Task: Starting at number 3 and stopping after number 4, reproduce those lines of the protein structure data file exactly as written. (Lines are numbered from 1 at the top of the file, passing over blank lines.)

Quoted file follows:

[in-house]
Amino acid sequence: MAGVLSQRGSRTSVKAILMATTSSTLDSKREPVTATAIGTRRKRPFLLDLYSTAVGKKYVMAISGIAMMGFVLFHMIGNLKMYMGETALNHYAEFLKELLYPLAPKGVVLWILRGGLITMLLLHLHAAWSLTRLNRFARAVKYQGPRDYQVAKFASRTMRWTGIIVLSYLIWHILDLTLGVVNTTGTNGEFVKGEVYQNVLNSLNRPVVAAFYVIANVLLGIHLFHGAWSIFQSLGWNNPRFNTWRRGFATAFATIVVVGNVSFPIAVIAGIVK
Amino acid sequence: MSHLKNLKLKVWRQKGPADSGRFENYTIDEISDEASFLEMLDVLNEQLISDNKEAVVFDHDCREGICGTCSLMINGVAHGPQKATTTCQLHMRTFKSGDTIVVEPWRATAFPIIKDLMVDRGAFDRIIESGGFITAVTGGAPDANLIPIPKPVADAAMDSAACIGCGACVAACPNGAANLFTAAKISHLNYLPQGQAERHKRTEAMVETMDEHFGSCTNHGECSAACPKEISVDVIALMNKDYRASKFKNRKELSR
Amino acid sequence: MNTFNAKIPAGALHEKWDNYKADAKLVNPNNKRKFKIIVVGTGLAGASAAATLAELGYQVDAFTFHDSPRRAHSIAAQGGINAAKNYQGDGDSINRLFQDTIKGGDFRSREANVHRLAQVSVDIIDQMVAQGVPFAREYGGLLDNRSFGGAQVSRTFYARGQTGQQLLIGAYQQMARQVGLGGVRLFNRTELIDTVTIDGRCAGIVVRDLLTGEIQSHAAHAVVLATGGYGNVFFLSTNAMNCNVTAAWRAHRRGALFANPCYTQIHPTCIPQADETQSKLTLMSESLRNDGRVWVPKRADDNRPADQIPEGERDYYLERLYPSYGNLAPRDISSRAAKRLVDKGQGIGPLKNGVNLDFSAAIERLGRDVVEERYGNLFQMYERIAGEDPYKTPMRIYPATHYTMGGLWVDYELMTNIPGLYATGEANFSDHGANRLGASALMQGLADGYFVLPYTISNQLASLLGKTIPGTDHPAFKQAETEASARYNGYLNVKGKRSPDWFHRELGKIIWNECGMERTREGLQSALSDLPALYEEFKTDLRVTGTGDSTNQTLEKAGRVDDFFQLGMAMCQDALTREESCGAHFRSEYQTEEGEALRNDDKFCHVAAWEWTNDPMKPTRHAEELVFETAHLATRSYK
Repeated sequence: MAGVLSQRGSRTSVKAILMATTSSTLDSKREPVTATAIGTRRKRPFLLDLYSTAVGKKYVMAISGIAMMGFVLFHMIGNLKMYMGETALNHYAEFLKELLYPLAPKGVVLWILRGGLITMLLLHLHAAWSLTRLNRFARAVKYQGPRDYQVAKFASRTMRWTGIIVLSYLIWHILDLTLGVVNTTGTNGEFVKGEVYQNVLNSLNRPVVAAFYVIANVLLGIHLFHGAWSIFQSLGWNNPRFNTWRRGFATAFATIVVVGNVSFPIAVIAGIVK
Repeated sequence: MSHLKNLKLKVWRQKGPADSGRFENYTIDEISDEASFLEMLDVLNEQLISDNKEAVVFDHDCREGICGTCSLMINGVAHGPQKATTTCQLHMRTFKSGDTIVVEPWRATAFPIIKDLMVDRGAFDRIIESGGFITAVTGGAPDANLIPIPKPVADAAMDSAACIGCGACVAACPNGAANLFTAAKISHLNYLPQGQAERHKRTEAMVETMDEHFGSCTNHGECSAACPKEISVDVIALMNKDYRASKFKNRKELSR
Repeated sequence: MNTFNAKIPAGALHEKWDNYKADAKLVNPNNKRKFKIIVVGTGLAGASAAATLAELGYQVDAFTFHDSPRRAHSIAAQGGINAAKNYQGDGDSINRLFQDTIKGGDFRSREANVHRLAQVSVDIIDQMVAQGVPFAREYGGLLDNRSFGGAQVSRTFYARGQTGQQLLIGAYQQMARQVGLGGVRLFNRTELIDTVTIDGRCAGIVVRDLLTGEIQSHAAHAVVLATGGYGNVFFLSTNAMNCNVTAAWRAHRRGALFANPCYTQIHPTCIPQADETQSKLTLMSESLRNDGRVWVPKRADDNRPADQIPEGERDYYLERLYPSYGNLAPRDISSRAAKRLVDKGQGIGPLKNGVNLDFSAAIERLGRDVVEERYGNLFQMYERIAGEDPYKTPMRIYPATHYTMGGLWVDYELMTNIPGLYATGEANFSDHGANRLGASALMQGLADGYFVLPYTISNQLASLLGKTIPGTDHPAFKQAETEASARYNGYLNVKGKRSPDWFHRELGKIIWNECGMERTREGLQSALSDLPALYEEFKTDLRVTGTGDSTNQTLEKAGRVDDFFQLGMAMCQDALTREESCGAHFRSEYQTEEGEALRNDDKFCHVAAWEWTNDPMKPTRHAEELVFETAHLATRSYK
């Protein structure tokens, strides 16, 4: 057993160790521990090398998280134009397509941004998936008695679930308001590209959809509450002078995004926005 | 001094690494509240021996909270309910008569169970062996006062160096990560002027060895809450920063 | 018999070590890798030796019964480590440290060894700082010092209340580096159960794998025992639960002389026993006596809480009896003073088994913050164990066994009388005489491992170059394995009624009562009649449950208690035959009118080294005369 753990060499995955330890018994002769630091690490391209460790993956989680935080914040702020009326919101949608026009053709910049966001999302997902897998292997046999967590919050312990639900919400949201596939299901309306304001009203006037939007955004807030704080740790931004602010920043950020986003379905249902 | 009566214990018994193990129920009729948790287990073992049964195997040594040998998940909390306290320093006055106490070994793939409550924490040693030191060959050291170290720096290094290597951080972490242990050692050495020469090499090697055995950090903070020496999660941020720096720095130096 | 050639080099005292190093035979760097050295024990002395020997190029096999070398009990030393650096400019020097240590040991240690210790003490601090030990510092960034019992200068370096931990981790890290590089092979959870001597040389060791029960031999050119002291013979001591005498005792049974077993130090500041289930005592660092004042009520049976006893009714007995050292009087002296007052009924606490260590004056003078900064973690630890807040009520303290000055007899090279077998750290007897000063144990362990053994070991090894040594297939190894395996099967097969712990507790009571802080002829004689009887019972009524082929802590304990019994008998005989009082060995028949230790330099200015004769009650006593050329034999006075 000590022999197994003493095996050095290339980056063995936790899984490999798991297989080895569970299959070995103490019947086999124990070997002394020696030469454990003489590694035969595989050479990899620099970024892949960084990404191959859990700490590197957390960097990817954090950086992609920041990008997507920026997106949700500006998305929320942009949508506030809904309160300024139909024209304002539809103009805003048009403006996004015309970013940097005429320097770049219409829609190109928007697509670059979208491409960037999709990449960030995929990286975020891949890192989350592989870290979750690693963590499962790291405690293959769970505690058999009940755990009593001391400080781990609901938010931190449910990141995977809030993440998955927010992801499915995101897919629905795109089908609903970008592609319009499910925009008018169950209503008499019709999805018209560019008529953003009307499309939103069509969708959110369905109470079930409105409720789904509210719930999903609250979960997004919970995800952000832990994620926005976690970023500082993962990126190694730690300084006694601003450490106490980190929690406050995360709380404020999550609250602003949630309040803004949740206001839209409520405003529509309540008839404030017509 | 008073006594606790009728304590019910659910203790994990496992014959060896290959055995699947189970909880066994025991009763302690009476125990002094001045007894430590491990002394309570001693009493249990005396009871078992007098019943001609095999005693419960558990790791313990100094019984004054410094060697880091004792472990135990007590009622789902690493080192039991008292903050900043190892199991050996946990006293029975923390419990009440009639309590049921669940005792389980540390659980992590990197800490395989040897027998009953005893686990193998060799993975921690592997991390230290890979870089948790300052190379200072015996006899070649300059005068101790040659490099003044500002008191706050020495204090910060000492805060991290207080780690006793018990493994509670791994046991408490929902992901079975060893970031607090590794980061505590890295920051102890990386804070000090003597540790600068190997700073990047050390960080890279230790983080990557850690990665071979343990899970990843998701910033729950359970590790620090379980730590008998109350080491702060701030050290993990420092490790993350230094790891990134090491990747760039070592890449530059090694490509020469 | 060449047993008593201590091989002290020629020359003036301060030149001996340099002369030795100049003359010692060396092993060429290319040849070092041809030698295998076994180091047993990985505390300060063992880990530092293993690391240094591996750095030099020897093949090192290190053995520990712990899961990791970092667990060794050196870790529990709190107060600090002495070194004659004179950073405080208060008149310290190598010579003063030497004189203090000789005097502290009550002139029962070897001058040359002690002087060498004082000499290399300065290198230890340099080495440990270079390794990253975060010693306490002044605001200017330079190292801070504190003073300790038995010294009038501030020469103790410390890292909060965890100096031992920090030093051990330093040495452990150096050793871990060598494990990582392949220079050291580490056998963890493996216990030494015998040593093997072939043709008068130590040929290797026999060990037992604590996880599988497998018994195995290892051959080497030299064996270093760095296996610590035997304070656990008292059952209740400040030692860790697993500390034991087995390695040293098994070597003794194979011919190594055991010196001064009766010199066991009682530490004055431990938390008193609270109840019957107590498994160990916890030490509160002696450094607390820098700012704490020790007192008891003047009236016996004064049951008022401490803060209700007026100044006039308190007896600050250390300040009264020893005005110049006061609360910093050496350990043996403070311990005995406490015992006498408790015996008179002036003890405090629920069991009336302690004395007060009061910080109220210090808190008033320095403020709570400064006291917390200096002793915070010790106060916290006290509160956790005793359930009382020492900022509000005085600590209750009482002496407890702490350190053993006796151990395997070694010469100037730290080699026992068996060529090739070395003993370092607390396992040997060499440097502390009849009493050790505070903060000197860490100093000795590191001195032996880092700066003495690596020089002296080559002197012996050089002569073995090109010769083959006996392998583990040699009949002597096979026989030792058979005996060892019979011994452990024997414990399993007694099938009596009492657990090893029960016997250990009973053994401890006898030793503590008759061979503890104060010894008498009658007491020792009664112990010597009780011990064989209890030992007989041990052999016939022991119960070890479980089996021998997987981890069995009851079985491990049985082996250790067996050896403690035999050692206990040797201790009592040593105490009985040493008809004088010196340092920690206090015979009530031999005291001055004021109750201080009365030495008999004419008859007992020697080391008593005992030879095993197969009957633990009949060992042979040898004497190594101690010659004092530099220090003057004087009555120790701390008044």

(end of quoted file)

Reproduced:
Amino acid sequence: MSHLKNLKLKVWRQKGPADSGRFENYTIDEISDEASFLEMLDVLNEQLISDNKEAVVFDHDCREGICGTCSLMINGVAHGPQKATTTCQLHMRTFKSGDTIVVEPWRATAFPIIKDLMVDRGAFDRIIESGGFITAVTGGAPDANLIPIPKPVADAAMDSAACIGCGACVAACPNGAANLFTAAKISHLNYLPQGQAERHKRTEAMVETMDEHFGSCTNHGECSAACPKEISVDVIALMNKDYRASKFKNRKELSR
Amino acid sequence: MNTFNAKIPAGALHEKWDNYKADAKLVNPNNKRKFKIIVVGTGLAGASAAATLAELGYQVDAFTFHDSPRRAHSIAAQGGINAAKNYQGDGDSINRLFQDTIKGGDFRSREANVHRLAQVSVDIIDQMVAQGVPFAREYGGLLDNRSFGGAQVSRTFYARGQTGQQLLIGAYQQMARQVGLGGVRLFNRTELIDTVTIDGRCAGIVVRDLLTGEIQSHAAHAVVLATGGYGNVFFLSTNAMNCNVTAAWRAHRRGALFANPCYTQIHPTCIPQADETQSKLTLMSESLRNDGRVWVPKRADDNRPADQIPEGERDYYLERLYPSYGNLAPRDISSRAAKRLVDKGQGIGPLKNGVNLDFSAAIERLGRDVVEERYGNLFQMYERIAGEDPYKTPMRIYPATHYTMGGLWVDYELMTNIPGLYATGEANFSDHGANRLGASALMQGLADGYFVLPYTISNQLASLLGKTIPGTDHPAFKQAETEASARYNGYLNVKGKRSPDWFHRELGKIIWNECGMERTREGLQSALSDLPALYEEFKTDLRVTGTGDSTNQTLEKAGRVDDFFQLGMAMCQDALTREESCGAHFRSEYQTEEGEALRNDDKFCHVAAWEWTNDPMKPTRHAEELVFETAHLATRSYK